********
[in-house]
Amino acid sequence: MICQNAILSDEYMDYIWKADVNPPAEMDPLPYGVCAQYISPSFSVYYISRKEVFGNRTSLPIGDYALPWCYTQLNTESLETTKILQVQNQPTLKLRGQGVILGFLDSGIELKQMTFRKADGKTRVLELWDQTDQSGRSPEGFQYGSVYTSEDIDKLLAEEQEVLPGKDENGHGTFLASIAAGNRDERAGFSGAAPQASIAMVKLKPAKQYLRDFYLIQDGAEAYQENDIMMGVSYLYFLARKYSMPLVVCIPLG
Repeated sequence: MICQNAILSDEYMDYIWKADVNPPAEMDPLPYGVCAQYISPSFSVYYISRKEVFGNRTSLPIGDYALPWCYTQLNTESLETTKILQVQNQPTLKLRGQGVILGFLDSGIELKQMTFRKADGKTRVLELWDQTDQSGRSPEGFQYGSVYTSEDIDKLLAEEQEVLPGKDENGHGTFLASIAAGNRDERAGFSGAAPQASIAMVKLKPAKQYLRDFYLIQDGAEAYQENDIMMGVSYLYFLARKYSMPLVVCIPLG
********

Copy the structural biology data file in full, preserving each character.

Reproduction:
[in-house]
Amino acid sequence: MICQNAILSDEYMDYIWKADVNPPAEMDPLPYGVCAQYISPSFSVYYISRKEVFGNRTSLPIGDYALPWCYTQLNTESLETTKILQVQNQPTLKLRGQGVILGFLDSGIELKQMTFRKADGKTRVLELWDQTDQSGRSPEGFQYGSVYTSEDIDKLLAEEQEVLPGKDENGHGTFLASIAAGNRDERAGFSGAAPQASIAMVKLKPAKQYLRDFYLIQDGAEAYQENDIMMGVSYLYFLARKYSMPLVVCIPLG
Repeated sequence: MICQNAILSDEYMDYIWKADVNPPAEMDPLPYGVCAQYISPSFSVYYISRKEVFGNRTSLPIGDYALPWCYTQLNTESLETTKILQVQNQPTLKLRGQGVILGFLDSGIELKQMTFRKADGKTRVLELWDQTDQSGRSPEGFQYGSVYTSEDIDKLLAEEQEVLPGKDENGHGTFLASIAAGNRDERAGFSGAAPQASIAMVKLKPAKQYLRDFYLIQDGAEAYQENDIMMGVSYLYFLARKYSMPLVVCIPLG